By Bahram Robert Oliai, M.D.


By providing key information on the state of the testicular parenchyma and the potential reversibility of certain abnormalities, testicular biopsy can be of significant value in the clinical workup of infertile patients. In my previous position as a community hospital staff pathologist, on occasion I would be called upon to examine testicular biopsies, but their relative rarity and the paucity of clear guidelines for examination of these specimens tended to engender a fair amount of anxiety. This month I review this interesting and at times confusing topic, describing a methodical approach that provides useful practical information, in the hopes that my pathologist and urologist colleagues will find it helpful as they care for infertile patients. Detailed descriptions of pediatric testicular biopsy (for example in the workup of ambiguous genitalia) and semen analysis are beyond the scope of this review.

Normal histology of the testis 

Before we embark on our journey to understand the pathology of the infertile testis, it is useful to review its normal microscopic anatomy. As we know, the normal adult testis is a paired organ, which lies in the scrotum suspended by the spermatic cord containing the vas deferens, blood vessels, and lymphatics that supply the organ. Generally each testis weighs between 15-19 g with the right being slightly heavier than the left. The testis is invested by three layers: The outer serosa or tunica vaginalis (covered by mesothelial cells), the tunica albuginea, and the inner tunica vasculosa. At the posterior aspect of the testis lies the “mediastinum testis” containing blood vessels, nerves, and a portion of a rete testis. The parenchyma is divided into lobules (approximately 250), each containing around 3-4 seminiferous tubules.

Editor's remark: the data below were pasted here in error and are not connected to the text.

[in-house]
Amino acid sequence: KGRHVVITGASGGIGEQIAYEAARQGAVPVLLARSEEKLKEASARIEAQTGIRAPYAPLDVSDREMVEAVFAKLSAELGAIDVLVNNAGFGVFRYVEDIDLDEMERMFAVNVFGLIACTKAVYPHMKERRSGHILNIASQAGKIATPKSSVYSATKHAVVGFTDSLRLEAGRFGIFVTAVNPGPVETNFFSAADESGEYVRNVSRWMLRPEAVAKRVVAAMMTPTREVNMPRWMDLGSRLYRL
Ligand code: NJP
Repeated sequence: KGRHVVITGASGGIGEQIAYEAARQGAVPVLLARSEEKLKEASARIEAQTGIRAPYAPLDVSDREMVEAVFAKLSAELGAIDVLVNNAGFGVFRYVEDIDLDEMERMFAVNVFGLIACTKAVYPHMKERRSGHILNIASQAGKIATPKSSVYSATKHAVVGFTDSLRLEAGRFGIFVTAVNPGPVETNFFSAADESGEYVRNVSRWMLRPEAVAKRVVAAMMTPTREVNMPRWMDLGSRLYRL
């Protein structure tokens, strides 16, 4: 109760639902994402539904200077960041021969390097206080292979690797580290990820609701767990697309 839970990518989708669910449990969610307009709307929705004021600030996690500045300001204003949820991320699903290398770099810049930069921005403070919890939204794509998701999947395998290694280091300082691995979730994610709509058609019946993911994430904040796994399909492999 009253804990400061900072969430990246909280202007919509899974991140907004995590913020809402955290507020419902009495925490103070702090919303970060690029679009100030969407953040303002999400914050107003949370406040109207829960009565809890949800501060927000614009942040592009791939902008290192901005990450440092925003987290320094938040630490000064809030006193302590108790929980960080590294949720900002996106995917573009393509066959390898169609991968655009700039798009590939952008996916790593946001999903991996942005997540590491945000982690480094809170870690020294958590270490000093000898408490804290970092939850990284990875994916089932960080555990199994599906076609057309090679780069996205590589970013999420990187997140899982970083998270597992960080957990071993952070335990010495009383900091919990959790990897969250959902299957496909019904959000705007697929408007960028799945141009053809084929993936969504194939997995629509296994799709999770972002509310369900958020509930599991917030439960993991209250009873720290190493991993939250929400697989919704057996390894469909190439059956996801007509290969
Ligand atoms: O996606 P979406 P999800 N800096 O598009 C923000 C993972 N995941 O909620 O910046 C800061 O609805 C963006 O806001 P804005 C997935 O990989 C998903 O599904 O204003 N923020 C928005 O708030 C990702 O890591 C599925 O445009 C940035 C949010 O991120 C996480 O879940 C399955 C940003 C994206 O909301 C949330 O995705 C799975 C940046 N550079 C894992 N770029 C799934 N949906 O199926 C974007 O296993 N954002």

The testicular parenchyma is divided into interstitium and seminiferous tubules. The interstitium, accounting for 25 to 30% of the testicular mass, is composed of vessels, nerves, macrophages, mast cells, and the testosterone secreting Leydig cells.

Leydig cells are characterized by round vesicular nuclei containing 1-2 prominent nucleoli and abundant granular pink cytoplasm, sometimes containing pigment and so called Reinke crystalloids (FIG 2). The seminiferous tubules contain Sertoli cells and maturing germ cells and are bounded by a basement membrane. Sertoli cells usually comprise 10-15% of tubular cellular elements and lie at the tubular basement membrane. They embrace maturing germ cells with cytoplasmic extensions, supporting their development, like a caring mother looking after her young. Sertoli cells often have a somewhat triangular shape with basally oriented convoluted nuclei showing prominent nucleoli and frothy pink cytoplasm, sometimes containing lipid vacuoles, allowing for easy separation from the surrounding germ cells (FIG 3).

The rete testes, composed of complex tubules, receives the contents of the seminiferous tubules, emptying into the ductuli efferentes leading into the ciliated epididymis, and finally out into the vas deferens.

Specimen adequacy

As a rule of thumb the size of an adequate testicular biopsy for infertility should be about the size of a grain of rice (3 mm) in any one dimension, and will contain 3-5 lobules, or 9-20 seminiferous tubules with intervening septa (which should not be over interpreted as fibrosis, FIG 1). One sample per testis is usually adequate, but it may be necessary to obtain bilateral specimens as the nature and/or stage of various lesions may differ from one testis to the other. This sample can be obtained from the portion opposite the rete testes via a 4-5 mm incision in the tunica albuginea. This incision will cause a small herniation of the parenchyma, allowing easy access to the testis.

Goals of biopsy